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Joann Sfar

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September 1, 2011 | By Susan King, Los Angeles Times
While growing up in Nice, France, in the 1970s and '80s, Joann Sfar was obsessed with singer-songwriter Serge Gainsbourg. So much so that Sfar eventually penned and illustrated a 451-page adult comic book about the racy, boundary-pushing musician. "He was the only French singer with an attitude," Sfar, 40, said by phone from New York recently. "When you turn on TV in France in the 1970s, he was the only guy who would refer to sex and alcohol and the meaningless life, so it was very appealing.
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ENTERTAINMENT
January 17, 2013 | By Sheri Linden
The title character of "The Rabbi's Cat" is not your everyday cartoon fluffball. He's scrawny, apparently hairless and unapologetically disputatious. The animated world he inhabits is no kid-friendly adventure but a philosophical quarrel in the form of a frenetic road trip through 1930s Africa. Based on several volumes of the graphic novel series by Joann Sfar, the hand-drawn film is directed by Sfar and Antoine Delesvaux, who use a rich palette and a mix of visual styles ranging from blunt to dazzling.
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ENTERTAINMENT
September 2, 2011 | By Kenneth Turan, Los Angeles Times Film Critic
Unconventional, imaginative, nothing if not audacious, "Gainsbourg: A Heroic Life" is a portrait of creativity from the inside, a serious yet playful attempt to find an artistic way to tell an emotional truth. "Heroic" may seem like an odd word to attach to a man like the legendary songwriter and provocateur Serge Gainsbourg, a giant of 20th century French popular music but also a man to whom creating outrage and scandal was second nature. Best known in this country for "Je T'Aime ... Moi Non Plus," the racy duet he recorded with British actress Jane Birkin (actress Charlotte Gainsbourg is their daughter)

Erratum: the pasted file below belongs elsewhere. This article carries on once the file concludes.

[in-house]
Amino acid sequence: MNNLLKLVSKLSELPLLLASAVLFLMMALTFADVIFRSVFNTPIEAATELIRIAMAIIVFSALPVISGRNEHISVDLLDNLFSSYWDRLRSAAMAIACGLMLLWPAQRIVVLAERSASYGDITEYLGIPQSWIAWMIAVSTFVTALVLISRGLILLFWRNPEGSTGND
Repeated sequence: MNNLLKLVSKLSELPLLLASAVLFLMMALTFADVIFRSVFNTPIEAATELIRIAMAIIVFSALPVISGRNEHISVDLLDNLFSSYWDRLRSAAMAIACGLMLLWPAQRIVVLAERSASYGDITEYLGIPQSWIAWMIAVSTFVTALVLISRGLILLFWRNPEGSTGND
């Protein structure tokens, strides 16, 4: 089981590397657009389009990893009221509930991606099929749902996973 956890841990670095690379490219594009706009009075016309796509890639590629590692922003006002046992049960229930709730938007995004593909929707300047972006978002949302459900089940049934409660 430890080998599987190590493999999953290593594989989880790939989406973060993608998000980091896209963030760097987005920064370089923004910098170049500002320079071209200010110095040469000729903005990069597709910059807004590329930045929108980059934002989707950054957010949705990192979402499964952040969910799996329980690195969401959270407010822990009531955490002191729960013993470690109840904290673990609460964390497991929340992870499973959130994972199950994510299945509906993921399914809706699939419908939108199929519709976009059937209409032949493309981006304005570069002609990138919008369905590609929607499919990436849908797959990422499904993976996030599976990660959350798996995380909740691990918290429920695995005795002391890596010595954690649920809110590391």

ENTERTAINMENT
January 13, 2013
FRIDAY 56 Up The latest installment of a decades-long documentary series chronicling the lives of 14 people from all over England who have participated in interviews every seven years since 1964. Directed by Michael Apted and Paul Almond. First Run Features Brief Reunion A successful entrepreneur has his comfortable life in rural New England turned upside down by the unexpected appearance of a former classmate. With Joel de la Fuente, Alexie Gilmore and Scott Shepherd.
ENTERTAINMENT
October 24, 2010 | By Susan Carpenter, Los Angeles Times
The Little Prince A Graphic Novel adapted from the book by Antoine de Saint-Exupéry Joann Sfar Houghton Mifflin Harcourt: 110 pp., $19.99 "The Little Prince" has long been beloved for its bittersweet pairing of a lost man and a searching youth. In the 67-year-old classic written by French aviator and author Antoine de Saint-Exupéry, a little blond boy leaves his home on Asteroid B-612 and lands in the middle of the Sahara desert, where he meets a stranded pilot desperate to fix his plane.
ENTERTAINMENT
January 17, 2013 | By Sheri Linden
The title character of "The Rabbi's Cat" is not your everyday cartoon fluffball. He's scrawny, apparently hairless and unapologetically disputatious. The animated world he inhabits is no kid-friendly adventure but a philosophical quarrel in the form of a frenetic road trip through 1930s Africa. Based on several volumes of the graphic novel series by Joann Sfar, the hand-drawn film is directed by Sfar and Antoine Delesvaux, who use a rich palette and a mix of visual styles ranging from blunt to dazzling.
ENTERTAINMENT
September 12, 2010 | By Sonja Bolle, Special to the Los Angeles Times
In young-adult fiction, look for the fall to squeeze every last drop of — excuse the expression — blood out of the vampire and supernatural creature trend. We've seen werewolves, ghosts, warrior fairies, zombies … where can we go next? Well, into younger age groups, for one. With her new novel "Radiance" (Square Fish/Feiwel and Friends, ages 9-12), for example, Alyson Noël spins off a new series about the ghostly younger sister from her "Immortals" books for ages 12 and older.
ENTERTAINMENT
October 24, 2010 | By Sonja Bolle, Special to the Los Angeles Times
I am a latecomer to graphic novels. Years ago, my truly literary friends tried to turn me on to the groundbreaking art of the "Sandman" books (Neil Gaiman and various artists) and "Love and Rockets" (Los Bros. Hernandez). I admit I felt about those books the way I feel about great horror movies: I could admire the art, but they did not make my heart sing. When I was editor of the Los Angeles Times Book Review in the 1990s, I tried without success to get one or another of those literary friends to commit their intriguing ideas about the emerging world of graphic novels to a piece for the Book Review, but they were apparently keeping their enthusiasms to themselves and their aficionados.
ENTERTAINMENT
January 13, 2013